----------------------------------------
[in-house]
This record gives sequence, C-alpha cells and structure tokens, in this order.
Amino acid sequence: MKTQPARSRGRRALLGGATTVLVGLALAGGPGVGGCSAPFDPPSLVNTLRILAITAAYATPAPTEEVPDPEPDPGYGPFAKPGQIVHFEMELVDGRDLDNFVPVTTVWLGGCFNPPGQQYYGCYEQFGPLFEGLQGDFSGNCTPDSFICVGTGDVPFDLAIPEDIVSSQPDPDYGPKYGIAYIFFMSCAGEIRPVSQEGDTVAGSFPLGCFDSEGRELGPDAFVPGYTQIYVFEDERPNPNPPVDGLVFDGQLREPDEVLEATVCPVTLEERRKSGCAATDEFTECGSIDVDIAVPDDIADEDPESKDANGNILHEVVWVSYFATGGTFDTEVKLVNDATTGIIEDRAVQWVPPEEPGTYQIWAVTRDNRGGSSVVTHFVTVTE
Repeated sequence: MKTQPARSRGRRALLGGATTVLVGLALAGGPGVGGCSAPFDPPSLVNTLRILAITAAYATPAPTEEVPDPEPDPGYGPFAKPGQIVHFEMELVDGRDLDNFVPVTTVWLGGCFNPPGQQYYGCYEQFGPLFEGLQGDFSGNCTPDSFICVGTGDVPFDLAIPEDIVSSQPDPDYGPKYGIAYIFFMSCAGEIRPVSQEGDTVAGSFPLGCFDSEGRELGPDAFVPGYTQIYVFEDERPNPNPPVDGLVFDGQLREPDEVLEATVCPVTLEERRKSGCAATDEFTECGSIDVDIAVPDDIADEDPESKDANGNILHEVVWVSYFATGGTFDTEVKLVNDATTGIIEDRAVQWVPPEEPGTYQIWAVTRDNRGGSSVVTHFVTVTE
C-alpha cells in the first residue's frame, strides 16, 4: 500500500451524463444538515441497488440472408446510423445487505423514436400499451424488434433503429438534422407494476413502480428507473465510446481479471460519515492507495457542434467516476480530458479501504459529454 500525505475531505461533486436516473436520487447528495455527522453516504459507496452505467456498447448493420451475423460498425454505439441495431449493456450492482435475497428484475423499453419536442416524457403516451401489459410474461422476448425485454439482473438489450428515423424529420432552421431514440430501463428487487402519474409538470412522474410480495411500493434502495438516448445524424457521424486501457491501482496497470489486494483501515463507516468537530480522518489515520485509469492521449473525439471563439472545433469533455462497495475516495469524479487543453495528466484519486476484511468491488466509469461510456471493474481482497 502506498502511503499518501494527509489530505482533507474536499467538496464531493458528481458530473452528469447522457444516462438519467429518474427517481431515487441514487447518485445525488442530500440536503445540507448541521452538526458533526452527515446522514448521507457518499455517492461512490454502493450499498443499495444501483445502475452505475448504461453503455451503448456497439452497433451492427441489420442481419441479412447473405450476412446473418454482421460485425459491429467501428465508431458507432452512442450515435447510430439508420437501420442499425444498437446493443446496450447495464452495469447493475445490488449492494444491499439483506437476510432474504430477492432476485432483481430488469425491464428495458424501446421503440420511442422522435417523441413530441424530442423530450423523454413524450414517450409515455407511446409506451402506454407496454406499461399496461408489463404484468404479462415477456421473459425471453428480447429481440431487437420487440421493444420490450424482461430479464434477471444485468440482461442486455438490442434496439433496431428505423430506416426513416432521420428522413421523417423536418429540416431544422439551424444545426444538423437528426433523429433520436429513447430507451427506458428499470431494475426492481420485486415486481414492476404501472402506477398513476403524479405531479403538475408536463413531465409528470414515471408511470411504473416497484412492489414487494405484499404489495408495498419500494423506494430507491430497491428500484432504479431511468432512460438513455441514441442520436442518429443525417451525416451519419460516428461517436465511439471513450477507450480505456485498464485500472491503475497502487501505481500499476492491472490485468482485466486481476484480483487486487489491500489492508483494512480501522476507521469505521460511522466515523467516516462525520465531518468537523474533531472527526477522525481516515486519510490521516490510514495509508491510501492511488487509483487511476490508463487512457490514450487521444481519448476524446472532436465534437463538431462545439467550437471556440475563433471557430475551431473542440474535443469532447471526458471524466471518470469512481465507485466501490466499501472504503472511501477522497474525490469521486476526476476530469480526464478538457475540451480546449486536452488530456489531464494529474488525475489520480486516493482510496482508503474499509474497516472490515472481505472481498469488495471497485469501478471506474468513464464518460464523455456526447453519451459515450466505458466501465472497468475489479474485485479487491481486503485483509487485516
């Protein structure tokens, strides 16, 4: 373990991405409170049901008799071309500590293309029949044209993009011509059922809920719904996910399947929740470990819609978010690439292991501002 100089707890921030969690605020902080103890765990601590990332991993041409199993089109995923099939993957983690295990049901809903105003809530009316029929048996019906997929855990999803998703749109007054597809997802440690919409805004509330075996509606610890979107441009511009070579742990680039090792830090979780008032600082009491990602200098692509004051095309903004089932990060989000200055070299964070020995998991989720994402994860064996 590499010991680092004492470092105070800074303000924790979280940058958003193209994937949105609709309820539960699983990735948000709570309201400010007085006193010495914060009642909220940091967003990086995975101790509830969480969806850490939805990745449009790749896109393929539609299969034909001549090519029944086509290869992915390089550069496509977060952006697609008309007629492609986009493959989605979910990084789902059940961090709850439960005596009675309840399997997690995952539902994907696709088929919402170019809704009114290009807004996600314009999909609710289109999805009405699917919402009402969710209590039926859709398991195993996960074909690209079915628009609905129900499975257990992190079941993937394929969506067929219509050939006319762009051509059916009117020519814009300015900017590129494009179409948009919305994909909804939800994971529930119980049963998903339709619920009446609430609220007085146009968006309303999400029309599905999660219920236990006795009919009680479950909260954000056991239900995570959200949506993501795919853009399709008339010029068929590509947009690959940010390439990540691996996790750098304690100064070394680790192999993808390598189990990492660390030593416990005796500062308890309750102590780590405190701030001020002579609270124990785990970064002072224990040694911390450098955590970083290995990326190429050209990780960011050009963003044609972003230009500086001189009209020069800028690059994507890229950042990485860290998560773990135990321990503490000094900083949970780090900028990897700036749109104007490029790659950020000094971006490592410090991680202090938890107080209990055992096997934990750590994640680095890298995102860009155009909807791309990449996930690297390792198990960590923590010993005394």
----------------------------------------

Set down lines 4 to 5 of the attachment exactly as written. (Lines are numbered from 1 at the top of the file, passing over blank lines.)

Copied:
Repeated sequence: MKTQPARSRGRRALLGGATTVLVGLALAGGPGVGGCSAPFDPPSLVNTLRILAITAAYATPAPTEEVPDPEPDPGYGPFAKPGQIVHFEMELVDGRDLDNFVPVTTVWLGGCFNPPGQQYYGCYEQFGPLFEGLQGDFSGNCTPDSFICVGTGDVPFDLAIPEDIVSSQPDPDYGPKYGIAYIFFMSCAGEIRPVSQEGDTVAGSFPLGCFDSEGRELGPDAFVPGYTQIYVFEDERPNPNPPVDGLVFDGQLREPDEVLEATVCPVTLEERRKSGCAATDEFTECGSIDVDIAVPDDIADEDPESKDANGNILHEVVWVSYFATGGTFDTEVKLVNDATTGIIEDRAVQWVPPEEPGTYQIWAVTRDNRGGSSVVTHFVTVTE
C-alpha cells in the first residue's frame, strides 16, 4: 500500500451524463444538515441497488440472408446510423445487505423514436400499451424488434433503429438534422407494476413502480428507473465510446481479471460519515492507495457542434467516476480530458479501504459529454 500525505475531505461533486436516473436520487447528495455527522453516504459507496452505467456498447448493420451475423460498425454505439441495431449493456450492482435475497428484475423499453419536442416524457403516451401489459410474461422476448425485454439482473438489450428515423424529420432552421431514440430501463428487487402519474409538470412522474410480495411500493434502495438516448445524424457521424486501457491501482496497470489486494483501515463507516468537530480522518489515520485509469492521449473525439471563439472545433469533455462497495475516495469524479487543453495528466484519486476484511468491488466509469461510456471493474481482497 502506498502511503499518501494527509489530505482533507474536499467538496464531493458528481458530473452528469447522457444516462438519467429518474427517481431515487441514487447518485445525488442530500440536503445540507448541521452538526458533526452527515446522514448521507457518499455517492461512490454502493450499498443499495444501483445502475452505475448504461453503455451503448456497439452497433451492427441489420442481419441479412447473405450476412446473418454482421460485425459491429467501428465508431458507432452512442450515435447510430439508420437501420442499425444498437446493443446496450447495464452495469447493475445490488449492494444491499439483506437476510432474504430477492432476485432483481430488469425491464428495458424501446421503440420511442422522435417523441413530441424530442423530450423523454413524450414517450409515455407511446409506451402506454407496454406499461399496461408489463404484468404479462415477456421473459425471453428480447429481440431487437420487440421493444420490450424482461430479464434477471444485468440482461442486455438490442434496439433496431428505423430506416426513416432521420428522413421523417423536418429540416431544422439551424444545426444538423437528426433523429433520436429513447430507451427506458428499470431494475426492481420485486415486481414492476404501472402506477398513476403524479405531479403538475408536463413531465409528470414515471408511470411504473416497484412492489414487494405484499404489495408495498419500494423506494430507491430497491428500484432504479431511468432512460438513455441514441442520436442518429443525417451525416451519419460516428461517436465511439471513450477507450480505456485498464485500472491503475497502487501505481500499476492491472490485468482485466486481476484480483487486487489491500489492508483494512480501522476507521469505521460511522466515523467516516462525520465531518468537523474533531472527526477522525481516515486519510490521516490510514495509508491510501492511488487509483487511476490508463487512457490514450487521444481519448476524446472532436465534437463538431462545439467550437471556440475563433471557430475551431473542440474535443469532447471526458471524466471518470469512481465507485466501490466499501472504503472511501477522497474525490469521486476526476476530469480526464478538457475540451480546449486536452488530456489531464494529474488525475489520480486516493482510496482508503474499509474497516472490515472481505472481498469488495471497485469501478471506474468513464464518460464523455456526447453519451459515450466505458466501465472497468475489479474485485479487491481486503485483509487485516